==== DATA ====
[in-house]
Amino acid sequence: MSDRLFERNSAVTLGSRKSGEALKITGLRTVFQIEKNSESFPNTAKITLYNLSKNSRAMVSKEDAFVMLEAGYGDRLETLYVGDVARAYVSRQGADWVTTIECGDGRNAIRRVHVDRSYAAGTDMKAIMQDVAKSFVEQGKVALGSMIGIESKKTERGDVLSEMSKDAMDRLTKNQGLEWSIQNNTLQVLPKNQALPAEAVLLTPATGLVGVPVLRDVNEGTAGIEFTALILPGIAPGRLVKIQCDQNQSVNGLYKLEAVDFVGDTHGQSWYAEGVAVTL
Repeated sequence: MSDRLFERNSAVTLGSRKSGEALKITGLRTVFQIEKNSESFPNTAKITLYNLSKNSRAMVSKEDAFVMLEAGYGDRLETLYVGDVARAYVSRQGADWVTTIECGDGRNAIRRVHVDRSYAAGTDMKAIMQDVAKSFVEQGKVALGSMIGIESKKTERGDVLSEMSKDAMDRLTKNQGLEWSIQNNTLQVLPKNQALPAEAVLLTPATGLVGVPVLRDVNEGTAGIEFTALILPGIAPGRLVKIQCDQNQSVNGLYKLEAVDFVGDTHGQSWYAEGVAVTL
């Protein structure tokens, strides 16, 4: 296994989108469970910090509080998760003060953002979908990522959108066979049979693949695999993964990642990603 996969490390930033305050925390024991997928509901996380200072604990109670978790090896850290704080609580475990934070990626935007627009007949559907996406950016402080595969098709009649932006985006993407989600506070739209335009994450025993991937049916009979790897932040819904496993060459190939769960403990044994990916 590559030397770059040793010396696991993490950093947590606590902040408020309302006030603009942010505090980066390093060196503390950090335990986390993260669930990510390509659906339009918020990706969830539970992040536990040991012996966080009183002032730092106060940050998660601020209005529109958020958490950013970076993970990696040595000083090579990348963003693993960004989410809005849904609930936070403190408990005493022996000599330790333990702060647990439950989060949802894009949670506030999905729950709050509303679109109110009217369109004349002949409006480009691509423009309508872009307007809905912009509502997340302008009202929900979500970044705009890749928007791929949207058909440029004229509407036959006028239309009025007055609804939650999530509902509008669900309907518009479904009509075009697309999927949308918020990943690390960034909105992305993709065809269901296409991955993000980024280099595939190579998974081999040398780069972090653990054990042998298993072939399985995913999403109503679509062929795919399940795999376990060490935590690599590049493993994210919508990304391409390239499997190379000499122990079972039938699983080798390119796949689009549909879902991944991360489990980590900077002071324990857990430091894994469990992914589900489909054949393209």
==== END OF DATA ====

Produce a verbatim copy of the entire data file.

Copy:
[in-house]
Amino acid sequence: MSDRLFERNSAVTLGSRKSGEALKITGLRTVFQIEKNSESFPNTAKITLYNLSKNSRAMVSKEDAFVMLEAGYGDRLETLYVGDVARAYVSRQGADWVTTIECGDGRNAIRRVHVDRSYAAGTDMKAIMQDVAKSFVEQGKVALGSMIGIESKKTERGDVLSEMSKDAMDRLTKNQGLEWSIQNNTLQVLPKNQALPAEAVLLTPATGLVGVPVLRDVNEGTAGIEFTALILPGIAPGRLVKIQCDQNQSVNGLYKLEAVDFVGDTHGQSWYAEGVAVTL
Repeated sequence: MSDRLFERNSAVTLGSRKSGEALKITGLRTVFQIEKNSESFPNTAKITLYNLSKNSRAMVSKEDAFVMLEAGYGDRLETLYVGDVARAYVSRQGADWVTTIECGDGRNAIRRVHVDRSYAAGTDMKAIMQDVAKSFVEQGKVALGSMIGIESKKTERGDVLSEMSKDAMDRLTKNQGLEWSIQNNTLQVLPKNQALPAEAVLLTPATGLVGVPVLRDVNEGTAGIEFTALILPGIAPGRLVKIQCDQNQSVNGLYKLEAVDFVGDTHGQSWYAEGVAVTL
């Protein structure tokens, strides 16, 4: 296994989108469970910090509080998760003060953002979908990522959108066979049979693949695999993964990642990603 996969490390930033305050925390024991997928509901996380200072604990109670978790090896850290704080609580475990934070990626935007627009007949559907996406950016402080595969098709009649932006985006993407989600506070739209335009994450025993991937049916009979790897932040819904496993060459190939769960403990044994990916 590559030397770059040793010396696991993490950093947590606590902040408020309302006030603009942010505090980066390093060196503390950090335990986390993260669930990510390509659906339009918020990706969830539970992040536990040991012996966080009183002032730092106060940050998660601020209005529109958020958490950013970076993970990696040595000083090579990348963003693993960004989410809005849904609930936070403190408990005493022996000599330790333990702060647990439950989060949802894009949670506030999905729950709050509303679109109110009217369109004349002949409006480009691509423009309508872009307007809905912009509502997340302008009202929900979500970044705009890749928007791929949207058909440029004229509407036959006028239309009025007055609804939650999530509902509008669900309907518009479904009509075009697309999927949308918020990943690390960034909105992305993709065809269901296409991955993000980024280099595939190579998974081999040398780069972090653990054990042998298993072939399985995913999403109503679509062929795919399940795999376990060490935590690599590049493993994210919508990304391409390239499997190379000499122990079972039938699983080798390119796949689009549909879902991944991360489990980590900077002071324990857990430091894994469990992914589900489909054949393209």